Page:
As the Sept. 23 enforcement deadline for HIPAA Omnibus approaches, an error that many business associates are making is thinking that compliance can be achieved with a simple checklist, says consultant Andrew Hicks.
Lee Kim, the new director of privacy and security at HIMSS, says keeping track of where sensitive data is located, detecting breaches and dealing with insider threats are among the most critical issues.
As healthcare organizations ramp up HIPAA compliance efforts, they should make far greater use of guidance from the National Institute of Standards and Technology, says security consultant Mac McMillan.
When participating in a health information exchange, providers need to take several HIPAA Omnibus Rule compliance steps, including spelling out responsibilities in the event of an HIE breach, says attorney Helen Oscislawski.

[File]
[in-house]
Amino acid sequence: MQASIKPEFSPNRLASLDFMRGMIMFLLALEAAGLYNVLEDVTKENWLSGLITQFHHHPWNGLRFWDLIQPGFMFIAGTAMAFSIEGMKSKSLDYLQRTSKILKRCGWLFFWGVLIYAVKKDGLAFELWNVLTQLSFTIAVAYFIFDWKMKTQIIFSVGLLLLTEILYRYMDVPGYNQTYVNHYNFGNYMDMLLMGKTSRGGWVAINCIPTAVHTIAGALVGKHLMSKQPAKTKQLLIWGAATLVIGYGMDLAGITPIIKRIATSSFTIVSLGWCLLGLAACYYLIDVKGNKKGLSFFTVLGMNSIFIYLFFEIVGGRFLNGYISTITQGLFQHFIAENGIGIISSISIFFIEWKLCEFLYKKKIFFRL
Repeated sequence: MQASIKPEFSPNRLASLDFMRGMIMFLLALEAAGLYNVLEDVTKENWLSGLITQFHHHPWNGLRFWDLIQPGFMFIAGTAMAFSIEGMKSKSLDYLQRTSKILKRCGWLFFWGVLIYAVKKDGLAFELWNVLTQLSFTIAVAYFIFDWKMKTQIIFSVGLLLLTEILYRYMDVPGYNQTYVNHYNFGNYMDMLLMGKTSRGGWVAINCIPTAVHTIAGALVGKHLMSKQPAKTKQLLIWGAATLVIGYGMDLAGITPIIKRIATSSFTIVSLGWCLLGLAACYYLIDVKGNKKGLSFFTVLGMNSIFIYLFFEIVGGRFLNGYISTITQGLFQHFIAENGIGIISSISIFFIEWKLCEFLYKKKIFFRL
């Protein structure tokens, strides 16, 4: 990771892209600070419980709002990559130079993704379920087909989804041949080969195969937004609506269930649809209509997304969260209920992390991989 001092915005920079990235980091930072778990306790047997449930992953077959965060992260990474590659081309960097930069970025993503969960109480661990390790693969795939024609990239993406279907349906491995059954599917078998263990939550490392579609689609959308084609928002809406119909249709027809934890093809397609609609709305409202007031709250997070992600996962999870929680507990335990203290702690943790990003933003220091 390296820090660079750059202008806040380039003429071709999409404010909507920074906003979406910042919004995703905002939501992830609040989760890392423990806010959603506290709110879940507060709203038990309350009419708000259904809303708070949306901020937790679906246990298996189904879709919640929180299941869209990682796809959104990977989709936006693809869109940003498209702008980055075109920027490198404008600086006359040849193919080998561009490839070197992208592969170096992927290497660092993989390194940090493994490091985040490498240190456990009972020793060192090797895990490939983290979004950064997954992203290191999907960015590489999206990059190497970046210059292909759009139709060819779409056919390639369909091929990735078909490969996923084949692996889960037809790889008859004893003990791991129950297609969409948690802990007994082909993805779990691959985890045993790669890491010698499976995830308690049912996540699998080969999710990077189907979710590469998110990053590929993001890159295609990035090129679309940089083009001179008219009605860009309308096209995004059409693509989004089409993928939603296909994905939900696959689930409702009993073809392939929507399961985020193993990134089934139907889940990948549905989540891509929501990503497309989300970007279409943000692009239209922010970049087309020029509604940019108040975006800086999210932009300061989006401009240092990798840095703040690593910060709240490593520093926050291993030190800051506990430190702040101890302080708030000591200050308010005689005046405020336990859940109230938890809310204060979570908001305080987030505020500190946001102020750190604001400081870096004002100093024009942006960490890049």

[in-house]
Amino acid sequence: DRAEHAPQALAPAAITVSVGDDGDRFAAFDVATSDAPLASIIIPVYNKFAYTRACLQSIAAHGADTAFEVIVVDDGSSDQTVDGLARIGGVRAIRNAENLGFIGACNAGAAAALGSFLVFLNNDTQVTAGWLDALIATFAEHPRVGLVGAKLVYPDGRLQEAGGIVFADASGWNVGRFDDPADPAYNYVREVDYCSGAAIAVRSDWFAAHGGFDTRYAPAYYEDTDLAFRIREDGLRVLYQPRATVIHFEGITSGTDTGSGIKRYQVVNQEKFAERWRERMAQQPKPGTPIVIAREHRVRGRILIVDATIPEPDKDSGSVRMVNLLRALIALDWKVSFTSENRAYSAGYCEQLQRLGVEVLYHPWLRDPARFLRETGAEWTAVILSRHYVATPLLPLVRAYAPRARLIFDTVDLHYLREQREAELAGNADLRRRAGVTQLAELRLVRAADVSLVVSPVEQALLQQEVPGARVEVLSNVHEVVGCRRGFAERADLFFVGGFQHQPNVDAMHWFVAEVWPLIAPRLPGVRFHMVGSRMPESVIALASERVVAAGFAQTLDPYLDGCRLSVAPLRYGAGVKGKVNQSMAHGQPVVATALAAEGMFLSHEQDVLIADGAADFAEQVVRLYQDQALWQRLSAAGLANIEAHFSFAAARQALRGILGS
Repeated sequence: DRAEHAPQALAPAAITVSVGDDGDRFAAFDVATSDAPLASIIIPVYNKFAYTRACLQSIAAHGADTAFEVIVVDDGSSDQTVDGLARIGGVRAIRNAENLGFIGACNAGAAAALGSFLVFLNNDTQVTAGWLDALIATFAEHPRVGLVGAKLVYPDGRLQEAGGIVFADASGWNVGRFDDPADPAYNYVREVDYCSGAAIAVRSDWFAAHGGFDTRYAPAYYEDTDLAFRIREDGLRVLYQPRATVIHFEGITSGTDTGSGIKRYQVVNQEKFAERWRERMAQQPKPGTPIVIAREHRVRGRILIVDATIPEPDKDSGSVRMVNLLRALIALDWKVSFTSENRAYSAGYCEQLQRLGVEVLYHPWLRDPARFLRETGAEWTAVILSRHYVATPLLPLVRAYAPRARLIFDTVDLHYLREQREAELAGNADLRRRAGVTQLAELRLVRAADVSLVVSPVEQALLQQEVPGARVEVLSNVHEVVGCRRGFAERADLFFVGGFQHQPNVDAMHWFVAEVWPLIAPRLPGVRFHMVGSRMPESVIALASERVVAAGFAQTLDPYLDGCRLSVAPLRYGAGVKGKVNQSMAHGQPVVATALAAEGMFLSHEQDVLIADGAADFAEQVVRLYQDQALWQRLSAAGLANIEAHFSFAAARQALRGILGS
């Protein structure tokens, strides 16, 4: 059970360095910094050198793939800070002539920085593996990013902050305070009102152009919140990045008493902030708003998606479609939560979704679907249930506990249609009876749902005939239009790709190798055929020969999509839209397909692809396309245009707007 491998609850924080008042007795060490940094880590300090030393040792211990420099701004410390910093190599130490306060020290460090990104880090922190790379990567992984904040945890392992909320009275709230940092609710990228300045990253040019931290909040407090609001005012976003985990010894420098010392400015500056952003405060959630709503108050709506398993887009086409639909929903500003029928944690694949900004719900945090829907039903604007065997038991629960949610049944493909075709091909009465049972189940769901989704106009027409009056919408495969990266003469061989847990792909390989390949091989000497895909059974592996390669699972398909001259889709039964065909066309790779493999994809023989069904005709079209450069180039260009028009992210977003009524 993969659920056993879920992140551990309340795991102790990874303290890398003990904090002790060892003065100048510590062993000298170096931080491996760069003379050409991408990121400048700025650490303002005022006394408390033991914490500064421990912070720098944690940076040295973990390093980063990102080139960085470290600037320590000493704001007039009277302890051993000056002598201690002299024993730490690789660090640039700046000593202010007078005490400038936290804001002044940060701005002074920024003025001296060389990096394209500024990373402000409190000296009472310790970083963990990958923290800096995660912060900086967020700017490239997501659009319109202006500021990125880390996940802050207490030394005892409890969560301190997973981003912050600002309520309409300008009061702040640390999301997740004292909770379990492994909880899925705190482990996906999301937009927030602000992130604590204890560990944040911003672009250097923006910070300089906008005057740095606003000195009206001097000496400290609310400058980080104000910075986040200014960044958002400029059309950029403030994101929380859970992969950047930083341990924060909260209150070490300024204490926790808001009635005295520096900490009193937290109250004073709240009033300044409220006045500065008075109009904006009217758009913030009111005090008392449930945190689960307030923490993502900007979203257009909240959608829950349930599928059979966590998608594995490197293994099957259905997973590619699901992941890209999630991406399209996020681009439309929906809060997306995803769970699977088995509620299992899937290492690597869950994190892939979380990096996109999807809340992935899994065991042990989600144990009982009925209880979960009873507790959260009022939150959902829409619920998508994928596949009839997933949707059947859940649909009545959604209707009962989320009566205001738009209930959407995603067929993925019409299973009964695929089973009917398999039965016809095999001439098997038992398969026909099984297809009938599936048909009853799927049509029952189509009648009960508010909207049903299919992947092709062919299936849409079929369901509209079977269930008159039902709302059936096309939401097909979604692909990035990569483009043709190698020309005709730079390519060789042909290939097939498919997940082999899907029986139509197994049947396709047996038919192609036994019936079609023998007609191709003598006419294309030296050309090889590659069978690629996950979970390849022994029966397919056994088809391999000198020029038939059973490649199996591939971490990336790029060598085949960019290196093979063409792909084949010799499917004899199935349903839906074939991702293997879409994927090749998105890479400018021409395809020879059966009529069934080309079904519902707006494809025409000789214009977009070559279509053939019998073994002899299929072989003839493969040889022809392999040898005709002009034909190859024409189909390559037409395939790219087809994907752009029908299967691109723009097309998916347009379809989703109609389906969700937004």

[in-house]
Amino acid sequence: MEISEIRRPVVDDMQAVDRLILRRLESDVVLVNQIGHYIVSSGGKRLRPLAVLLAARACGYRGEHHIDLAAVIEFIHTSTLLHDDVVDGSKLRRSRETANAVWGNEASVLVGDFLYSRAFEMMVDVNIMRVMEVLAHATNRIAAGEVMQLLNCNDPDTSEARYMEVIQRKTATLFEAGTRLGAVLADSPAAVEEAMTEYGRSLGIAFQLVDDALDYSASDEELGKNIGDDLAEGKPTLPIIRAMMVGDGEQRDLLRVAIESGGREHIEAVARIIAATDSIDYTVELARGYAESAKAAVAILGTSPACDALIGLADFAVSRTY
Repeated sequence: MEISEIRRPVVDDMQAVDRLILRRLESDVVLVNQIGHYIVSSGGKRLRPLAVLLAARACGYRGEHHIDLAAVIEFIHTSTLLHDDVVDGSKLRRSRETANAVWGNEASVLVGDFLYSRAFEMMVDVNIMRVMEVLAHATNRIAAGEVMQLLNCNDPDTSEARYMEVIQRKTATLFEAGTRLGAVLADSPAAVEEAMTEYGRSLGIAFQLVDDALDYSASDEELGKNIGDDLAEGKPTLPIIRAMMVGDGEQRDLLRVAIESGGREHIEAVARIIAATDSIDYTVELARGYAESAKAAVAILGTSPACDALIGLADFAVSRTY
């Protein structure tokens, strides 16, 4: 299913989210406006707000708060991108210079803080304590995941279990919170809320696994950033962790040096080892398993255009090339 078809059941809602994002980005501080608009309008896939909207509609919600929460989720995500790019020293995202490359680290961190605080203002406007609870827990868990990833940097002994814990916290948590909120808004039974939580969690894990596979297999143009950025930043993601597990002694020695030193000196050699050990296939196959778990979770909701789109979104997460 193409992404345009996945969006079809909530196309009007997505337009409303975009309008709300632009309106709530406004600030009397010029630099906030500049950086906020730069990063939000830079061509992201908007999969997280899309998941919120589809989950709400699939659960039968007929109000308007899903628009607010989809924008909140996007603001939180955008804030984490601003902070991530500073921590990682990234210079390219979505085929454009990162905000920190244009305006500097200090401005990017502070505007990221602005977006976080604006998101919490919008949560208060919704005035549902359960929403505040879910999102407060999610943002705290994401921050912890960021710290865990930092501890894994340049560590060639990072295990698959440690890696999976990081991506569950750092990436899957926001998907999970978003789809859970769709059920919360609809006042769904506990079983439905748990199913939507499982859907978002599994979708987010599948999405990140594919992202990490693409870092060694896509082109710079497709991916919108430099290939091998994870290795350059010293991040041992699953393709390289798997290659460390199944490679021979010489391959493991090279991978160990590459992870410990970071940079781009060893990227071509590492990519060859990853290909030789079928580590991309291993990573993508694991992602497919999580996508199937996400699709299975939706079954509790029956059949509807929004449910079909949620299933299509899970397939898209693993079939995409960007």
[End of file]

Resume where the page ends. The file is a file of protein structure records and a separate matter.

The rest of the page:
An important aspect of HIPAA Omnibus Rule compliance for covered entities as well as business associates and their subcontractors is policing what privacy attorney Gerard Stegmaier calls "the data supply chain."
Keeping risk assessment documentation and other compliance evidence in a centralized repository is a good way to prepare for any HIPAA audit or investigation, says Mark Dill, Cleveland Clinic's security leader.
Today's advanced threats are no secret. Focusing the correct resources on them is the true challenge, says Will Irace of General Dynamics Fidelis Cybersecurity Solutions. He offers tips for harnessing the right skills and technology.
As new state health insurance exchanges gear up for open enrollment Oct. 1, privacy expert Chris Rasmussen asks whether regulators will miss the deadline for a risk analysis of a key data services hub.
Bruce McConnell, who just stepped down as one of the federal government's top cybersecurity policymakers, says he understands why some lawmakers don't trust DHS with significant authority to safeguard government IT.
When it comes to the impending Sept. 23 HIPAA Omnibus enforcement deadline, many smaller organizations are making serious progress - or seriously procrastinating, says compliance expert Margie Satinsky.